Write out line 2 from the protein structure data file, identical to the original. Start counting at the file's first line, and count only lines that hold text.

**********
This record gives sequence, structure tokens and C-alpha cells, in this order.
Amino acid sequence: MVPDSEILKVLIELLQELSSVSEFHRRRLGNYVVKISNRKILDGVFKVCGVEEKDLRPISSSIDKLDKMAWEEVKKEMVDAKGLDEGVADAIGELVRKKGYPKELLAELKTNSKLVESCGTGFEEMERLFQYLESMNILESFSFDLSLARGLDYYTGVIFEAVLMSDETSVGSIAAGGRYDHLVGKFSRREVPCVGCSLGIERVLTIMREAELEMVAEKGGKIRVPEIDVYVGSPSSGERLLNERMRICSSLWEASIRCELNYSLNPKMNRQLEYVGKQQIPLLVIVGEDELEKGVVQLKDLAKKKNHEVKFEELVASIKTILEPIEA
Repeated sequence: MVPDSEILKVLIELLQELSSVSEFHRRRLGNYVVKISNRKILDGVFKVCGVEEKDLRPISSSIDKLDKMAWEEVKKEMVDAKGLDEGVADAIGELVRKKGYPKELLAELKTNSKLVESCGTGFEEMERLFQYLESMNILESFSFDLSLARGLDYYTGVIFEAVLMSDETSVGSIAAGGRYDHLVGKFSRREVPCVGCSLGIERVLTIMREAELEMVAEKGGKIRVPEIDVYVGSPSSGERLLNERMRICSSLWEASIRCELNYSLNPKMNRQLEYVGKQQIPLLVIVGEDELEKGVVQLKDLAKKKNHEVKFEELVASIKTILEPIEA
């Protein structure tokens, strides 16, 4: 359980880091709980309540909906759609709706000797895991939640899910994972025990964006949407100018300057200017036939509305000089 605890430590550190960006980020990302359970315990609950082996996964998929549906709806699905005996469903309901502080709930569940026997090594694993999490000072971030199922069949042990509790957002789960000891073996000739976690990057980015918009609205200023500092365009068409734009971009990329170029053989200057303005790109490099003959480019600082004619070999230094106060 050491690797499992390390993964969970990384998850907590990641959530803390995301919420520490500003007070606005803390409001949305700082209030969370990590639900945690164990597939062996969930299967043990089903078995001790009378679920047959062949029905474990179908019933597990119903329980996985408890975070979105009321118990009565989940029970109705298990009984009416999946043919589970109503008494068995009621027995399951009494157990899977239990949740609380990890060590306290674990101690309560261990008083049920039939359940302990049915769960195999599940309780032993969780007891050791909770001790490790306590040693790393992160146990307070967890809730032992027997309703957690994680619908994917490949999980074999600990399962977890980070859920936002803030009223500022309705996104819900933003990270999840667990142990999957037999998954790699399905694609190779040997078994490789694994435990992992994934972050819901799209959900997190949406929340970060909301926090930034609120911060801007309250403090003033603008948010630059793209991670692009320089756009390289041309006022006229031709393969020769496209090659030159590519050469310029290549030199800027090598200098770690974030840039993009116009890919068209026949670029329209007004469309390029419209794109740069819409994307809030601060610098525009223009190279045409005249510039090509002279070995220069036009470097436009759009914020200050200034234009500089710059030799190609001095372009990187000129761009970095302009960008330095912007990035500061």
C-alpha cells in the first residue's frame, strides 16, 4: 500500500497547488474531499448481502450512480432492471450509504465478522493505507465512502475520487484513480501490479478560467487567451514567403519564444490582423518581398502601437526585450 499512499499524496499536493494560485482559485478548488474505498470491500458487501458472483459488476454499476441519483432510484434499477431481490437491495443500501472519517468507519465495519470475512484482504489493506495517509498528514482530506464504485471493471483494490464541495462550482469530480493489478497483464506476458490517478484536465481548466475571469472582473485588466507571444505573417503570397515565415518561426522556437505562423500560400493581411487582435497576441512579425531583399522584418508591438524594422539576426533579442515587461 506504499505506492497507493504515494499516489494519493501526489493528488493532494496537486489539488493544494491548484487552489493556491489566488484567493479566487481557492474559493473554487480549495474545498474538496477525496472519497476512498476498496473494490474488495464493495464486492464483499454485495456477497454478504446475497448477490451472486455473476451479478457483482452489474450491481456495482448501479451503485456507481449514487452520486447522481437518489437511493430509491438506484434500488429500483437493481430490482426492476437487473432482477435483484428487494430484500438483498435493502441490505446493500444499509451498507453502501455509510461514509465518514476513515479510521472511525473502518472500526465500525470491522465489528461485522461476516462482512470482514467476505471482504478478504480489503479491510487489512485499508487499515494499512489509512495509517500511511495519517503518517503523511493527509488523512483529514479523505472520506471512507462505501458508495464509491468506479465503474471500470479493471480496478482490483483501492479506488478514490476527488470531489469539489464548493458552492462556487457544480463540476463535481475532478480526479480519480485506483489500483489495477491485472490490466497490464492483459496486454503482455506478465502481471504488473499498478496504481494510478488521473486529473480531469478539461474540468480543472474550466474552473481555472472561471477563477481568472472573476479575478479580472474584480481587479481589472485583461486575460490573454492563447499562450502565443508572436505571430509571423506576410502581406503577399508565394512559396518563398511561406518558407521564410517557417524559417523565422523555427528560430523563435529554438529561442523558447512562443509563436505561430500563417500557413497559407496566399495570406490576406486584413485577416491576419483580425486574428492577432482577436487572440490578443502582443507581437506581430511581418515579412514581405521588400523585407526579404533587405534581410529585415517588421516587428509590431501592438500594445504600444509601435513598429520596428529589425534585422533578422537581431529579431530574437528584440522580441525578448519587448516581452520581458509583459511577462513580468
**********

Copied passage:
Amino acid sequence: MVPDSEILKVLIELLQELSSVSEFHRRRLGNYVVKISNRKILDGVFKVCGVEEKDLRPISSSIDKLDKMAWEEVKKEMVDAKGLDEGVADAIGELVRKKGYPKELLAELKTNSKLVESCGTGFEEMERLFQYLESMNILESFSFDLSLARGLDYYTGVIFEAVLMSDETSVGSIAAGGRYDHLVGKFSRREVPCVGCSLGIERVLTIMREAELEMVAEKGGKIRVPEIDVYVGSPSSGERLLNERMRICSSLWEASIRCELNYSLNPKMNRQLEYVGKQQIPLLVIVGEDELEKGVVQLKDLAKKKNHEVKFEELVASIKTILEPIEA